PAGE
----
A dark-haired, handsome guy shares domestic life with me, and I treasure him dearly. As romance heroes go, he has some creds. For example, he never says much unless he’s worried for my welfare, and then he’s as vocal as he needs to be. He’s kind to kittens and others of his ilk, and never asks much for himself. He’s protective of me, asks little, and is great company. On my bad days, he’s always up for a hug, and he’s never spoken a harsh word in my direction.
I met Sarge when my mastiff died, and my bull mastiff needed a buddy. I didn’t want a puppy, because the bull mastiff was elderly, and puppies of any species take a lot of patience. My daughter is a veterinary technician, and told me that black dogs have a hard time at the shelters. People do not adopt old dogs, big dogs, or black dogs, she said, and those parameters are so well established, it’s called, “Black Dog Syndrome” among shelter professionals.
That made my choice easier when I went to the pound. “I want your biggest, oldest, blackest dog,” I said.
The guy behind the counter jabbed a thumb toward the back. “Take your pick.”
Hooboy. With few exceptions, every dog they had was big and black—a rottie cross, a dobie cross, a shepherd-something-something cross. They were big, they were full of beans, and they all needed a home.
Talk about heart break.
And yet, one dog didn’t even sit up when I stood outside his door. He didn’t thump a tail, didn’t do more than twitch an eyebrow. He saw me, but remained where he was, slightly grizzled chin on his paws. Thirty other dogs were hopping around, barking, and doing the canine version of “Pick me! Pick me!” while this guy merely regarded me out of dignified, calm eyes.
Noble hound, he was not. His pedigree was part rottie or pit bull, maybe some bloodhound. But those eyes…
“You,” I said. “You are my dog.”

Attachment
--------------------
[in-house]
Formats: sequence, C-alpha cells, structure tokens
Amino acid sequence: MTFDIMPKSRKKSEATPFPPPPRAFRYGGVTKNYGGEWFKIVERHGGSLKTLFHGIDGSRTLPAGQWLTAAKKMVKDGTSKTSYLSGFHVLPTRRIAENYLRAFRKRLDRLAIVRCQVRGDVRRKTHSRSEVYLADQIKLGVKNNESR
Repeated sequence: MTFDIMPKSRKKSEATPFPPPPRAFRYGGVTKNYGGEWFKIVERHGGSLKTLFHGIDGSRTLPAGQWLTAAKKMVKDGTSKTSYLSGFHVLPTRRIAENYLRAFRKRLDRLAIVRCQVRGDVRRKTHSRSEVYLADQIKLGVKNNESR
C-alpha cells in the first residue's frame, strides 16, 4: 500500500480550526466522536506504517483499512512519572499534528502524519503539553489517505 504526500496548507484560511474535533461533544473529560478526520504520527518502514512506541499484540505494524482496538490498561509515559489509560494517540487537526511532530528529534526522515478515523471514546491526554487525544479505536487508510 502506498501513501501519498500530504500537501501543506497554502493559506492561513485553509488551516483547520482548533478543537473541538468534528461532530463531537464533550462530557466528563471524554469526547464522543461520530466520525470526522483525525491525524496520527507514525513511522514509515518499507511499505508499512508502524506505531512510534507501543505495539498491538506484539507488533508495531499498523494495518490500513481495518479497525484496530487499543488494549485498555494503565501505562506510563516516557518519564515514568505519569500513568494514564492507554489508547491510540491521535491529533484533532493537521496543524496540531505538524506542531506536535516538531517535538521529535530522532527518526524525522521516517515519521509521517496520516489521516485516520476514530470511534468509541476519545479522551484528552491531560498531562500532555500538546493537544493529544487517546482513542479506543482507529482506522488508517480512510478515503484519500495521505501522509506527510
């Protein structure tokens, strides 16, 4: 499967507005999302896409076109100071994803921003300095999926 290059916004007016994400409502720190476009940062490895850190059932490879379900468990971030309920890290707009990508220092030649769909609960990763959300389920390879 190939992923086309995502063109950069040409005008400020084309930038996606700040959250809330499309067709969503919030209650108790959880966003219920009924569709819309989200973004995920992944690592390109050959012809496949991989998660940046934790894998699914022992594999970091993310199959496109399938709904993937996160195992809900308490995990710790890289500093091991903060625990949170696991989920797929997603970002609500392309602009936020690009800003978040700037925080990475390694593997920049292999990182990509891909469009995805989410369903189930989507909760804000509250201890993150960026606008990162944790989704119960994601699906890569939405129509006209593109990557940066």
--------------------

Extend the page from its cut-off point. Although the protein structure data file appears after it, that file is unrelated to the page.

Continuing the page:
He stayed where he was—no pushover, this guy.
“You are my dog,” I said again, amid the din of barking dogs. “You come home with me.”
I got a tail thump for that public service announcement, but I’d still apparently not found the right sentiment.
I tried again. “I am your person. I belong to you now.”
He came over to the door, tail wagging, though he remained quiet and reserved compared to his neighbors.
Sarge is still quiet and reserved. All I know about his past is that he was found wandering in the truck stop parking lot, wearing a camo collar that said, “Sarge.” Somebody must have loved the daylights out of this dog, because he’s beautifully well trained, gets along with all of the other animals in the household, and has never put a paw wrong. I want to tell his former owner, “Your boy is doing just fine. He’s well loved, he’ll never want for anything.”
But the backstory really doesn’t matter. What matters is that Sarge and I can be part of each other’s happily ever afters, and if some other fellow tries to steal a piece of my heart, he will have to measure up to the standards of loyalty and consideration that Sarge has already established.
Ms. Burrowes is giving away print copes of the first two books in her series: Tremaine’s True Love and Daniel’s True Desire to one lucky US based reader. Make a comment below to be entered in this drawing.
Grace Burrowes began writing romance as an antidote to empty nest, and soon found that writing is an antidote to most of what ails us. She’s the sixth out of seven children, has been reading romance for decades, and practices child welfare law in western Maryland. Her most recent book is Will’s True Wish.